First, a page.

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RE: Thou Shall Not Climb!

Kris (mariusromanus@aol.com) wrote:

Could someone be so kind as to explain to me why is it, that a theropod is automatically banned from the trees unless its first toe is reversed???

It isn't. Refer to the description of _Pedopenna_ as an example:

Xing Xu and Fucheng Zhang (2005). A new maniraptoran dinosaur from China with long feathers on the metatarsus. Naturwissenschaften 92: 173-177.

The authors argue that in _Pedopenna_ the feet were suitable for "an arboreal habit", but the hallux was not yet adapted for grasping or perching.

On that note, what about the curved phalanges in the manus of Archaeopteryx? Why can't these be interpreted as an indication of climbing? After all, monkeys and squirrels have the same trait.

In general, monkeys and squirrels have many more adaptations for arboreality (or climbing in particular) compared to _Archaeopteryx_ - or any other non-ornithothoracean maniraptoran for that matter.

Also, the orientation of the unguals on the manus, as well as an increased range of motion for the shoulder joint in basal birds and their kin, look to me like something that would come in handy when climbing... And what about the pecs? Primates = big pec selection, so why not the same in some smaller theropods??? Big pec selection in theropods = pre-evolved state for powering flight.

These are all good ideas, but they need to be tested (e.g., biomechanically). Some work has already been done in this area, especially in terms of the "predatory stroke" hypothesis.

And furthermore, WHY would the 1st toe reverse if the theropod wasn't already in the trees???

For prehension.

Note that a "perching pes" is not one character but actually several characters combined. Many (but not all) of these characters pertain to the hallux (first pedal digit). The hallux has to be more than just reversed in order to effectively oppose the other toes; it has to be the right length, and be positioned low enough on the foot. Xu and Xhang (2005) make the point that these characters may have evolved in a gradualistic manner.

I mean seriously... did some fluffy little monster decide one day to give birth to other fluffy little monsters with reversed 1st toes so that they could climb a tree even though the parent couldn't? Is that what we are saying here?...

I don't think so (but that's just my interpretation). A reversed hallux is one character that aids in the ability of the pes to grasp a branch.

Selection only works if there is a need... How did the need for a reversed toe start if theropods were not up in the trees before they needed the reversed toe to be up in the trees???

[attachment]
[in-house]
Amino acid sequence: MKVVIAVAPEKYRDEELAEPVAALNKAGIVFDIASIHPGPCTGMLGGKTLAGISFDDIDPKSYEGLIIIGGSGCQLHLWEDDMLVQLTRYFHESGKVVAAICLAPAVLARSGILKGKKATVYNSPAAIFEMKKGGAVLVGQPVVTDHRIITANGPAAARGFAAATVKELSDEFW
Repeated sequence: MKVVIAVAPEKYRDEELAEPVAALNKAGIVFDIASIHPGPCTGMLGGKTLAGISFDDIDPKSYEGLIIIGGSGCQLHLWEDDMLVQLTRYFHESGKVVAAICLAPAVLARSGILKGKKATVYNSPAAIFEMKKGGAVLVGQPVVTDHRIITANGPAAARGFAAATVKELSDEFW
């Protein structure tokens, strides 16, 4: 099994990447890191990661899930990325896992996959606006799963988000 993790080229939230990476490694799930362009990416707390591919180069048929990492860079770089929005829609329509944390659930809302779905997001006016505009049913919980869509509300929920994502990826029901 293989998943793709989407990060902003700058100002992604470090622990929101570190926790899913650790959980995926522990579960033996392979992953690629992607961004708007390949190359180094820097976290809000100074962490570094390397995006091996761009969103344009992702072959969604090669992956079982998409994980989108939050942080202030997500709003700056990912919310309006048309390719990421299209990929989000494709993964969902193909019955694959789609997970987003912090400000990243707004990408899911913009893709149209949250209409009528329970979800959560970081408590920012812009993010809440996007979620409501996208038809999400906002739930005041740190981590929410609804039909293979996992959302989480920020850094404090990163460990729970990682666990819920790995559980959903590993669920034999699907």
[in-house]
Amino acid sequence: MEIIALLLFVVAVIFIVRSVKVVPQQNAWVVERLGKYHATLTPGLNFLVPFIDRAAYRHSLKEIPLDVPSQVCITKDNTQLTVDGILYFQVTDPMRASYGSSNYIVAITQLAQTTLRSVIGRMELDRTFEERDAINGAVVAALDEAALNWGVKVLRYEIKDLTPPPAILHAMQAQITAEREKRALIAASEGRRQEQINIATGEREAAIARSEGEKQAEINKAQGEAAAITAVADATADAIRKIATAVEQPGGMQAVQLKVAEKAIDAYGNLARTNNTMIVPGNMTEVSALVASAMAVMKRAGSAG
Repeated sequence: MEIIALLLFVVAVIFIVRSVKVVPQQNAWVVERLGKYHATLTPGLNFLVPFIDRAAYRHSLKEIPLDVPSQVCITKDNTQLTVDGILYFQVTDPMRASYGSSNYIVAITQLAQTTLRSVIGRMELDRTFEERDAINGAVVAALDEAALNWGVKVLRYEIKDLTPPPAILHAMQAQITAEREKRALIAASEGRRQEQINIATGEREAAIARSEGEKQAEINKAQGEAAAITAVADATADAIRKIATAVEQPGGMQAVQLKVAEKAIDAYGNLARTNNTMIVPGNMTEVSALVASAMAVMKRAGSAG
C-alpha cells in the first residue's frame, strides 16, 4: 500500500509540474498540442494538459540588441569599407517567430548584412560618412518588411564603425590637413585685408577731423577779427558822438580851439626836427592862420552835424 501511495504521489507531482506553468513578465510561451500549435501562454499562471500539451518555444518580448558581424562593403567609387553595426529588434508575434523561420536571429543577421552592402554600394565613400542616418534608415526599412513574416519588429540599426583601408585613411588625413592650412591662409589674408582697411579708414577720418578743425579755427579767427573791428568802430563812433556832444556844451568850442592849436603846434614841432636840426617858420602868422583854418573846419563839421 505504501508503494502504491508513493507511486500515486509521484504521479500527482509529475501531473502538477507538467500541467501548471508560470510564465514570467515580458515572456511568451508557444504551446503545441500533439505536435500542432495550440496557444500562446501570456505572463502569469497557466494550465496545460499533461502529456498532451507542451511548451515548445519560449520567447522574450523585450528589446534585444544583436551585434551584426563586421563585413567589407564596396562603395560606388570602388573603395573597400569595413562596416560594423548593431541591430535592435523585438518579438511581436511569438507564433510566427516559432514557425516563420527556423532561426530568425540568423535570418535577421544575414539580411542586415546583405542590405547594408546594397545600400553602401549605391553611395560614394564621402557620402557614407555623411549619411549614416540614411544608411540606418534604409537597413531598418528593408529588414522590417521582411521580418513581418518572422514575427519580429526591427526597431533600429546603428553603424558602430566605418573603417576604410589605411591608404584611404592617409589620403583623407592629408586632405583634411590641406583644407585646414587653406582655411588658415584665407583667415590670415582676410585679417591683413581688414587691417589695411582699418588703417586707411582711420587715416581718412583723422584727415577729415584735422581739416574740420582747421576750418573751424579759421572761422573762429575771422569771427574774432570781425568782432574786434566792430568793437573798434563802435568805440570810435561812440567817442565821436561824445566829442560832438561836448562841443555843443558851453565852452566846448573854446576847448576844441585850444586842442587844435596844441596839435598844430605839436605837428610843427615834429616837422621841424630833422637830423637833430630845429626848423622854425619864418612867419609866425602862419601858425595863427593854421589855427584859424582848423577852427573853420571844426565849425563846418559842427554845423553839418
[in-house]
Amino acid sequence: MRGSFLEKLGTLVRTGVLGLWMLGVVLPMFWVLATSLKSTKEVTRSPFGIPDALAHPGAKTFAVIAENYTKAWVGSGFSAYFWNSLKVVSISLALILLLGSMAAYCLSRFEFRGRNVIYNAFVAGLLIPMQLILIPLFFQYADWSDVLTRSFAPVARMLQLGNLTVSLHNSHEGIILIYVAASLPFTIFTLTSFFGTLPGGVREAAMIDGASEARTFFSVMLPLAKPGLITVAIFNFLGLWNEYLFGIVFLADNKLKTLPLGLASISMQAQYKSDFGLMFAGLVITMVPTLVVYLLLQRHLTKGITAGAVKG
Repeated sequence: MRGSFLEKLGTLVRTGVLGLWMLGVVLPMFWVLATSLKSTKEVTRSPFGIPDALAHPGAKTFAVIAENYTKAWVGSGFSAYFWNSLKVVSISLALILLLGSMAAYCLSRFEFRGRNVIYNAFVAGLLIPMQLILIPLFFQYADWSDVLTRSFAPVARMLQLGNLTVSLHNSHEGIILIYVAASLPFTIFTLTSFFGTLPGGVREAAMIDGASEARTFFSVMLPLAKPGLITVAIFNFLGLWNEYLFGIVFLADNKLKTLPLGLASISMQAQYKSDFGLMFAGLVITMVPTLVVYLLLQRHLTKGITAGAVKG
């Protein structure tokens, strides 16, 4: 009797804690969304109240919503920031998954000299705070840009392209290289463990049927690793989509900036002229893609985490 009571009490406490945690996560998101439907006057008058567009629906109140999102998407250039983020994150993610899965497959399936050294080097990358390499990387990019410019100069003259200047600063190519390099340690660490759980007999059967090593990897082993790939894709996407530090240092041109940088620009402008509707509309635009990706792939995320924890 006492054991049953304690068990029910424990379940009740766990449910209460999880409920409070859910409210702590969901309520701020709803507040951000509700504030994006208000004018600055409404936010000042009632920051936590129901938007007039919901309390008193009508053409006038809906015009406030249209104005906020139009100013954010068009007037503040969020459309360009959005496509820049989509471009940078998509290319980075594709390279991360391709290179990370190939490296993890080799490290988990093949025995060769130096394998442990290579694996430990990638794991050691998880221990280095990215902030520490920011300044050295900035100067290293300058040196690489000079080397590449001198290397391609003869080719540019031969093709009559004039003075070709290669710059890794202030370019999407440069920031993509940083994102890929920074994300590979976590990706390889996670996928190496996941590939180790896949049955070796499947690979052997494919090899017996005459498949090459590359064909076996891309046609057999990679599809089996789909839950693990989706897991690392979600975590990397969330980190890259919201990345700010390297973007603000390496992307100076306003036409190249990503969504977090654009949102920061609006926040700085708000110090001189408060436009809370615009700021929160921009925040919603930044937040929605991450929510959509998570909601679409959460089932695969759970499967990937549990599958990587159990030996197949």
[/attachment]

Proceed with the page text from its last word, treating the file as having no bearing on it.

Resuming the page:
One could propose that a reversed hallux evolved to grap prey on the ground, and was subsequently co-opted toward perching. So far, there is no evidence for this trajectory in theropods. The hallux remained obstinately high on the theropod foot well into Aves.

Maybe... just maybe... a certain group of theropods were scrambling up into trees... using their feathered arms with their big'ole fingers and sharp claws... to cling to branches while being assisted by their feet. But eventually, as the feathered arms became wings, and the fingers faded away... the feet completely absorbed the job of clinging to the branches... leading to selection favoring the reversed 1st toe. Why would such a scenario not be possible?

Sounds plausible to me. We need (a) good biomechanical data to support the hypothesis that non-avian theropods could climb; and (b) phylogenetic data to support the hypothesis that such a sequence of character acquisition is well-supported. I think we have (b), although I would quibble with the precise order in which fingers "faded away" and the feet became specialized for perching.

Given how these animals are preserved, with the added complication of how that toe attaches, isn't it possible that due to the nature of the fossil record, we might never be able to tell that it was on its way to being reversed? (especially if the toe was mobile, which depends on how firmly the toe was attached to metatarsal 2 by the ligaments)....

Check out:

Middleton, K.M. (2001) The morphological basis of hallucal orientation in extant birds. Journal of Morphology. 250: 51-60.

Middleton's study has relevance to fossil birds, in that certain characters associated (correlated) with a reversed hallux are osteological, and can be preserved in fossils. Unfortunately, these characters have rarely been examined for Mesozoic maniraptorans (both avian and non-avian). Too often, the halluces of fossil birds (especially _Archaeopteryx_) were interpreted as reversed because they were either preserved in such a way (taphonomic artefact), or because a reversed hallux "fitted" in with an a priori assumption that the bird could perch.



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